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An accurate historical fiction

If you ever wanted to know what life was like for a slave in ancient Rome, you will really enjoy this book. Very detailed depictions of daily life and historically accurate drama. Learning about all the similarities between now and then was fascinating and kept me engaged all the way through.

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A real "stinker"

Maybe the least engaging, most annoying male narrator I've heard on any Audible selection - and my library contains over 1,200 titles. Distracting mispronunciations of common English words and little differentiation among characters' voices. Also, way too much excruciatingly detailed info on one main character's intestinal maladies and their resultant embarrassments and inconveniences (see headline). Ugh.
Will try to return.

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Amazing Story!

The author creates a fun and enjoyable experience while also learning a great deal of information from the time period. An instant classic. The use of period accurate pronunciations was a nice touch as well, and the narrator's vocal range was impressive!

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Profile Image for Norma Miles
  • Norma Miles
  • 10-24-21

"The lot of slaves is a sorry one."

If you are looking for a book with lots of military action, or a personable semi comedic detective story, or political battling on the steps of Rome's Senate, This is not the book for you. But if it is the daily lives of the citizens, within the household and outside in the provinces, the customs, in fighting, ambitions, travel, medicine, competitive games, religion and so much more, this book will delight. The story is simple: a wealthy aristocratic Roman citizen living in a central Turkish Roman colony, falls seriously ill and travels with his wife, Selina, and Marcus, his trusted secretary slave, hundreds of miles to Pergamonin in search of a cure. Though we are separated from the protagonists by almost two thousand years, the people are still very real, essentially similar to us today and it is easy for the reader to be absorbed into the time and place, beliefs, hopes and fears, mostly viewed from the point of view of a fortunate slave.

This is a long book, some twenty two hours in length, so it needs a good narrator to succeed. Keith Edward Gerhard is good, with well modulated speech, good pacing and clear pauses in the text where required - no merging into the next unrelated paragraph, or even chapter, without a break which, sad!y, does sometimes happen. So, a nice presentation plus well differentiated voices for all of the characters when in conversation: an excellent performance. However, for this reader it was overly fast bfor comfortable listening but playback at 0.9 instantly resolved that small difficulty (even increasing the story length by an extra couple of hours).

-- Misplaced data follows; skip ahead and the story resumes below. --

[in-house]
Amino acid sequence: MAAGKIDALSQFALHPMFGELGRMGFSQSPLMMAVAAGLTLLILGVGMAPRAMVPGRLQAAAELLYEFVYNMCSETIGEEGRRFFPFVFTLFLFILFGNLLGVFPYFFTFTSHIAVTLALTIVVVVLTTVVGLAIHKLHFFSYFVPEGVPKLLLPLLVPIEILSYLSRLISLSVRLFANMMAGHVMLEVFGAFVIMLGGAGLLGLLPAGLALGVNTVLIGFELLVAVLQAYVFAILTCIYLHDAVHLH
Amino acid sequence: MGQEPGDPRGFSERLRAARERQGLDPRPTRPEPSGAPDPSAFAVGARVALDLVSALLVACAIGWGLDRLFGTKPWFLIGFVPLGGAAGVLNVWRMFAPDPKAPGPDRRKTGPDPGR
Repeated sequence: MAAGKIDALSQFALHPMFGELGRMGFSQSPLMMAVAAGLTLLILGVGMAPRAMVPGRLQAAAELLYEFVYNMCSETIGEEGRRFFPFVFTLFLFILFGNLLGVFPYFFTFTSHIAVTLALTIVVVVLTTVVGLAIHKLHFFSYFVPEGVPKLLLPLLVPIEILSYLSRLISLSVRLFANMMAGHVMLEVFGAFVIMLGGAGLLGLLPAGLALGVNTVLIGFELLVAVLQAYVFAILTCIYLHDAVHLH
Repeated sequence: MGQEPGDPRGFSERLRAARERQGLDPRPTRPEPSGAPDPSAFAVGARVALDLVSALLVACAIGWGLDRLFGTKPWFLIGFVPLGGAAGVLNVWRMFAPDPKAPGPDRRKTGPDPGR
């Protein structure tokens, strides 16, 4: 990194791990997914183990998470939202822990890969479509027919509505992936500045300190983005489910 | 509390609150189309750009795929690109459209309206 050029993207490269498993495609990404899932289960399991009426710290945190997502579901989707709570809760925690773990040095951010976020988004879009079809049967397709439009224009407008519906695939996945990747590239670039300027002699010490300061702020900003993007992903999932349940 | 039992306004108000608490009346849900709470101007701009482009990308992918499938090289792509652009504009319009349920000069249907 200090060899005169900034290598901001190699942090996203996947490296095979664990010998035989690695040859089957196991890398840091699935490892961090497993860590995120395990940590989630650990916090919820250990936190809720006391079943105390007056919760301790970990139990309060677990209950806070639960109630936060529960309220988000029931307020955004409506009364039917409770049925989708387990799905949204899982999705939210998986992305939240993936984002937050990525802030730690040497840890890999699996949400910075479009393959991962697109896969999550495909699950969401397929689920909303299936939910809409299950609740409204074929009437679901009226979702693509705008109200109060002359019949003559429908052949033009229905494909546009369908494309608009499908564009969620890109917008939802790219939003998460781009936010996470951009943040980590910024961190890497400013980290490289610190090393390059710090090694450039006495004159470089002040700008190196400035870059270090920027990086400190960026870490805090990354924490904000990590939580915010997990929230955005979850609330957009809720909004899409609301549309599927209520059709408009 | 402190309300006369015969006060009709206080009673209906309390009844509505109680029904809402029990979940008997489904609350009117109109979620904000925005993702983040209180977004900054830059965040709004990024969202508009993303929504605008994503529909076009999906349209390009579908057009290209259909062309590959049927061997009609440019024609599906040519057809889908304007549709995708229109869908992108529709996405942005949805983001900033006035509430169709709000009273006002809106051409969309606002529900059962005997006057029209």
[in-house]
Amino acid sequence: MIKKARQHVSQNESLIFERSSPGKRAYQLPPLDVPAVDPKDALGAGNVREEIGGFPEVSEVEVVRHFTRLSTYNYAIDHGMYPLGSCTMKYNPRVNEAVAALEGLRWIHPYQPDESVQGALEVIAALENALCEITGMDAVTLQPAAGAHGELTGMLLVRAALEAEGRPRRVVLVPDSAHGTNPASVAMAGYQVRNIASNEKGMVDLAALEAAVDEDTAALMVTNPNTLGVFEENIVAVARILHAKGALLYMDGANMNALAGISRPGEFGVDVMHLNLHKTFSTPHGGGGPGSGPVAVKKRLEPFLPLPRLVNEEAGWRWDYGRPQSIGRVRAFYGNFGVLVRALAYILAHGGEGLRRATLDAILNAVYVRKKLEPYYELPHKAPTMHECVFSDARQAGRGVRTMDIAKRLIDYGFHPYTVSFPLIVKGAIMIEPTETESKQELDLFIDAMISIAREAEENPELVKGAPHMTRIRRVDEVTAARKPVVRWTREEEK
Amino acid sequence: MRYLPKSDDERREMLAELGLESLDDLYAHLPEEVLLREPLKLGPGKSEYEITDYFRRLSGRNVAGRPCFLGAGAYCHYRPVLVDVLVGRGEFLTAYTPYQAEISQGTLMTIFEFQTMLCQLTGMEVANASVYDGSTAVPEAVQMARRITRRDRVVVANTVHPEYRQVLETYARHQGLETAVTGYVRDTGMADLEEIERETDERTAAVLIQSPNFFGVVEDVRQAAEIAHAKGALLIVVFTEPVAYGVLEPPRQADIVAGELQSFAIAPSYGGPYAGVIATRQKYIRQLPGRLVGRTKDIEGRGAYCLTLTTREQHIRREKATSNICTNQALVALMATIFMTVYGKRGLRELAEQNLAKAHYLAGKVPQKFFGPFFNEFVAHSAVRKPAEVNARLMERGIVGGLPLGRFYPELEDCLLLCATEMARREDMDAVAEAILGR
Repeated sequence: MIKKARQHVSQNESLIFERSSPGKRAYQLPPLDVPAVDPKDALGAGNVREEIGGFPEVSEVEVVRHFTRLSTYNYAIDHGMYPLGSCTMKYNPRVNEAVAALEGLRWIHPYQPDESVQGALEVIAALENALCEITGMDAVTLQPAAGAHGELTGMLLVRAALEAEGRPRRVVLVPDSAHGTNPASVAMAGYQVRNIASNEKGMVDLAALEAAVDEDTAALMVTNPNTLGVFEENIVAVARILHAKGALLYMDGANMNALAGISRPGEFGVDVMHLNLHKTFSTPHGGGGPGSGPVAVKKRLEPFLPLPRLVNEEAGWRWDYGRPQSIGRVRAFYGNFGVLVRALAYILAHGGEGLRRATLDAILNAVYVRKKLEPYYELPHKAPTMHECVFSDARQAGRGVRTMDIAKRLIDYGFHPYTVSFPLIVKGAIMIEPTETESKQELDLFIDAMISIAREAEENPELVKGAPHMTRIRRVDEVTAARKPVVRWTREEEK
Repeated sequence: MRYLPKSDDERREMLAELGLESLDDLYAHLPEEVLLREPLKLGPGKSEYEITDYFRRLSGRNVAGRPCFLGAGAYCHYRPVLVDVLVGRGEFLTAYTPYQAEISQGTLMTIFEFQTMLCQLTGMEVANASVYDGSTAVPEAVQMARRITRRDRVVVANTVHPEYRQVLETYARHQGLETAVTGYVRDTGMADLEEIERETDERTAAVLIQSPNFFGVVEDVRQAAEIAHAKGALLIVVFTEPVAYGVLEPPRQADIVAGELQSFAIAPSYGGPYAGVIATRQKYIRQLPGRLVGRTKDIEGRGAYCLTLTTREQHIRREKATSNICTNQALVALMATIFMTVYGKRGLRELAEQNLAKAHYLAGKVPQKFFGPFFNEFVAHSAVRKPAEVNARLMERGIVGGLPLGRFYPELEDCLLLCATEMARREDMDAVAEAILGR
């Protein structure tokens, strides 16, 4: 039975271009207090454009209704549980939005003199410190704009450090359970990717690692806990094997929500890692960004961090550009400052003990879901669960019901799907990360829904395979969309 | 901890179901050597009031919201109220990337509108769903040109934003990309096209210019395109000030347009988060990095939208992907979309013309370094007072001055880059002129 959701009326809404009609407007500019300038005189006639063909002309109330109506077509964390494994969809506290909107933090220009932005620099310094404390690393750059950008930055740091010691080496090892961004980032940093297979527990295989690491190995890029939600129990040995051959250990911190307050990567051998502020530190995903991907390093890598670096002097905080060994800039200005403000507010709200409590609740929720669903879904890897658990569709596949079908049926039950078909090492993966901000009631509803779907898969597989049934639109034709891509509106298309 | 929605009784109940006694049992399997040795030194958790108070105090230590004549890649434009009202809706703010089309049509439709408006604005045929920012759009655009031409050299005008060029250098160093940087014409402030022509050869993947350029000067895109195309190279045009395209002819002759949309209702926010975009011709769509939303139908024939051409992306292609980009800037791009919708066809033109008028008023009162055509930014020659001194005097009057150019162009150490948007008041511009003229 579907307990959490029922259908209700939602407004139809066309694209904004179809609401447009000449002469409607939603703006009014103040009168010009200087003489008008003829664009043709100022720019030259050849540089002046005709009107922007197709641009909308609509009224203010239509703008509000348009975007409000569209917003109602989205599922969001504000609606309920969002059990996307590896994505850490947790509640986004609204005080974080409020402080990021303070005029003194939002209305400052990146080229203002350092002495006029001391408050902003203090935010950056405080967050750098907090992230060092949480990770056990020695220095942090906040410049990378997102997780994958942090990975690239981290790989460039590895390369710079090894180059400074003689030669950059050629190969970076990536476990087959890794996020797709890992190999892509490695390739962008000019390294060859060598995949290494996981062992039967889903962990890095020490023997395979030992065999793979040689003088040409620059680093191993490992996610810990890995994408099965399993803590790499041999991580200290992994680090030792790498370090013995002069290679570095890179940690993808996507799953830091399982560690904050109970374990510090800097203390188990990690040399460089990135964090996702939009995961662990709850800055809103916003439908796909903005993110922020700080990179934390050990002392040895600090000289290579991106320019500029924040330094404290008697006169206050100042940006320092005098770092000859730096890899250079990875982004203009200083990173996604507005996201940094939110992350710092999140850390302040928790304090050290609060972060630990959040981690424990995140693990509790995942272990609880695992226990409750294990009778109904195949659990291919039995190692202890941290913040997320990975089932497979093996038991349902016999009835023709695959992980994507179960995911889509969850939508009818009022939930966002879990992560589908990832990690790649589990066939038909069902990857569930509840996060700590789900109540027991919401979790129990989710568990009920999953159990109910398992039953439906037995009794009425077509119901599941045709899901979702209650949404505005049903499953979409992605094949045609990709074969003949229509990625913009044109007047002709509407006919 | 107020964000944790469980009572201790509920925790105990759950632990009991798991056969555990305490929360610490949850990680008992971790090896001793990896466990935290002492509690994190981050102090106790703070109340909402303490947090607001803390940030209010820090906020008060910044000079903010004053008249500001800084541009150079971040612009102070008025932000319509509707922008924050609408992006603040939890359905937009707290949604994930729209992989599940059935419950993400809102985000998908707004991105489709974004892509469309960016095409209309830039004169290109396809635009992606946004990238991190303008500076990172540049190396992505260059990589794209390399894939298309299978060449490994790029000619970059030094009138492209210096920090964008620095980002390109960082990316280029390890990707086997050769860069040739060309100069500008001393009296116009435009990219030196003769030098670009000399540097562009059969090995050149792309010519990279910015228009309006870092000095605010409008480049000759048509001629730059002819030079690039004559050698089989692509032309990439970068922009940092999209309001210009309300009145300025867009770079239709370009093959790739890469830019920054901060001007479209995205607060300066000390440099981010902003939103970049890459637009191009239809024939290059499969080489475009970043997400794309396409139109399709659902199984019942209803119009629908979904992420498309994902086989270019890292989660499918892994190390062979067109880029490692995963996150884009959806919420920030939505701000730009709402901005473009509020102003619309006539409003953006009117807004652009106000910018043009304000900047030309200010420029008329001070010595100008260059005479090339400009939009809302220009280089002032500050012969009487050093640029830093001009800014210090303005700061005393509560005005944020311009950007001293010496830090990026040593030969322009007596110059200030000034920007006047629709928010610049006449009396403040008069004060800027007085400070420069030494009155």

A Rooster for Asklepios is a book to curl oneself into, to savour and live within. It is so packed with detail it could become tedious, but instead it brings everything into glorious life. I was very fortunate in being freely gifted with a complimentary copy by the rights holder, at my request, via Audiobook Boom. Thank you so much. Not for someone wanting a fast paced action romp, But for the enjoyment of immersion in a time long past, with strong characters brought to life again, and a plausible story with a hint of mystery, this book is highly recommended. A second book, A Bull for Pluto, follows and I look forward to it with impatience.

  • Overall
    4 out of 5 stars
  • Performance
    5 out of 5 stars
  • Story
    3 out of 5 stars
Profile Image for Tom Baker
  • Tom Baker
  • 06-13-21

Excellent Cultural History Lesson in an OK story

As a student of ancient history I found the accuracy and attention to historical details in this novel very good. This book is a great way to learn about different aspects of Romam life in 1st century AD Turkey and beyond.

I would say though that the story is fine. it's not bad as I listened to it all the way through and will listen to the next one. However, it is was a bit too slow and ploddy at times I found. Also, if your looking for 'action' or excitement (sort of like Simon Scarrow has in his novels) then look elsewhere as your be disappointed.

Overall, I would say this is a great cultural history lesson wrapped in an alright story.